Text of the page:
This popular loop hike combines trails from Portola and Pescadero parks and showcases the slightly different characters of the two parks: Portola feels a little more wild, while Pescadero feels a little more groomed. The route is entirely wooded but is less redwood-intensive than other area hikes — about a third of the hike is in the redwoods. Even though I’m a big redwood fan, I have to admit the variety helps make the hike more interesting. If you haven’t hiked in the Portola/Pescadero area before, this is a perfect introduction.
From Skyline Road, take narrow, twisty Alpine Road to Portola State Park Road, which descends into Portola State Park. Park at the Madrone picnic area, near the Portola Redwoods visitor center; you’ll have to pay a parking fee in the visitor center. You can also start at the Tarwater Trailhead, where the parking is free, but then you’ll be starting at the highest point of the hike instead of the lowest.
Begin on the Iverson Trail, which starts just across from the Madrone picnic area, a few steps north of the Portola Visitor Center. After just a few yards you come to an overgrown vista point, perched on a bluff above Pescadero Creek but with the view obscured by trees. The trail is more or less level until, after a few tenths of a mile, the Iverson Trail breaks off to the left. Continue straight on the Coyote Ridge Trail, which immediately begins to climb at a 14% grade. The redwoods quickly give way to attractive mixed-species woodland, although you’ll continue to encounter pockets of redwoods.
The Coyote Ridge and Upper Coyote Ridge Trails have the best scenery of the hike, but depending on the weather conditions, the distant sound of gunfire from the Los Gatos Rod and Gun Club may intrude on the peace and quiet. Fortunately these sounds can never be heard from the visitor’s center and campground area.
Stay left at the trail junction with the Upper Coyote Ridge Trail, after which point the trail is less well-maintained but just as scenic. The trail crests over a redwood-covered knoll and descends slightly, then resumes its ascent. At one point the woods open up and there are some nice glimpses of conifer-clad Butano Ridge rising high over Pescadero Creek to the south, and Skyline Ridge with its brown grassy meadows to the north. Near the end the trail becomes somewhat overgrown, with some poison oak overhanging the trail.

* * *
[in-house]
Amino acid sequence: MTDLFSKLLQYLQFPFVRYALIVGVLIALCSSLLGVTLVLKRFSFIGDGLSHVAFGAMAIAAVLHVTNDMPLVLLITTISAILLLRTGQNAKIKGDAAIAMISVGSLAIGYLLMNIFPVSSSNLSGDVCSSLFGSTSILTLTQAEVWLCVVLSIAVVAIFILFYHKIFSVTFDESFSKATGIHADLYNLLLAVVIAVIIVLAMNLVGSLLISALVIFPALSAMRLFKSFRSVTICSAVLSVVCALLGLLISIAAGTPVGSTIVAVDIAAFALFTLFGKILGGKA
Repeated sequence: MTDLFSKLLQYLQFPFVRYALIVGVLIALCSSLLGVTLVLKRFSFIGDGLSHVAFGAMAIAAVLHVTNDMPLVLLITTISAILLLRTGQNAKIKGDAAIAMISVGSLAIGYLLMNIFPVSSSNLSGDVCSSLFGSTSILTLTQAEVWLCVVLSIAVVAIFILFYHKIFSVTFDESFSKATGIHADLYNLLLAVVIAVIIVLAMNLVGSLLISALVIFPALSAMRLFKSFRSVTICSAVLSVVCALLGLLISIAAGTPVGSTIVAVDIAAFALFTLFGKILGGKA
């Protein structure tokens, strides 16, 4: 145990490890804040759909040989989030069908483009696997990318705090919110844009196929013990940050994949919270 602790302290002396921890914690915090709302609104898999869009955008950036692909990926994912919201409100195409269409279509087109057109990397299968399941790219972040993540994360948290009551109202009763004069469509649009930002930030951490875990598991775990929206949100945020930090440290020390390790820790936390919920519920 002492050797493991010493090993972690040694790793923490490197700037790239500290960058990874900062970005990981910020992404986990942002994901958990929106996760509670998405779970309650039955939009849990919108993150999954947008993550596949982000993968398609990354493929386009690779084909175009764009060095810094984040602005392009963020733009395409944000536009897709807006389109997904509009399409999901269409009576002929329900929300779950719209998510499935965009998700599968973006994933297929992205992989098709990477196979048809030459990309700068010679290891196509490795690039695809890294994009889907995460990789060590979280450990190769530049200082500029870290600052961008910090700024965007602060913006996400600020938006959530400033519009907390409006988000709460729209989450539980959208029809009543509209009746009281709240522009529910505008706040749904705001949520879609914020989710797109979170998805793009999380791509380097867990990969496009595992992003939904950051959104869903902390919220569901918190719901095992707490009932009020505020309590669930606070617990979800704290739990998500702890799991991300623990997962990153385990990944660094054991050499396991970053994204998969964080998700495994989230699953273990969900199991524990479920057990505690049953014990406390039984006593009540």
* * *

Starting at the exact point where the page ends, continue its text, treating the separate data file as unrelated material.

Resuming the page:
The trail ends just a few yards from the Tarwater Trailhead parking area. Turn left onto the Shingle Mill Trail, which was originally a dirt road but now looks like a singletrack trail. The sounds of gunfire, if they could be heard before, disappear almost immediately.
The trail descends gently through lush, attractive woodland. Two huge trees stand by the side of the trail, the first a spruce and the second a single, immense redwood. Eventually the trail descends into a grove of heavily-logged redwoods. While it’s normally dark and gloomy, after a rainfall this area becomes a lot more attractive.
The logged forest gives way to much more scenic, possisbly old-growth redwoods just a few yards before the trail ends. At the end of the trail, turn left onto the dirt road. The woods here are fairly open and there are some nice views of redwoods rising arrow-straight toward the sky. The redwoods here aren’t very big but have the noble look of old growth.
A few paces brings you to the Tarwater Trail Camp junction (the road to the right descends to the campground, which is located on a pleasantly quiet, shady flat among redwoods and huckleberry shrubs). Turn left onto the Pomponio Trail. Although this trail isn’t all that scenic, it does go through an interesting and rather sudden transition from Pescadero’s bright, open forest into the dense, huckleberry-clogged forest that’s characteristic of Portola.
The next trail junction is the Iverson Trail. For a quick return to park headquarters (as shown on the map above), continue straight.
In summer, you can extend the hike by turning right onto the Iverson Trail and descending to Pescadero Creek. A seasonal footbridge takes you across the trickling waterway, which in winter can become a raging torrent. The trail climbs through redwoods on the south bank, ending up high above the creek. Stay to the right at the first intersection. After undulating a bit, the trail descends to another intersection. Turn left and wade through the creek, which is only about 6–12 inches deep in summer. Ascend the steps on the opposite bank and stay to the left at the next intersection. Turn left when the trail ends at the main park road, and continue along the road to return to the starting point of the hike.
© 2008, 2014, 2015 David Baselt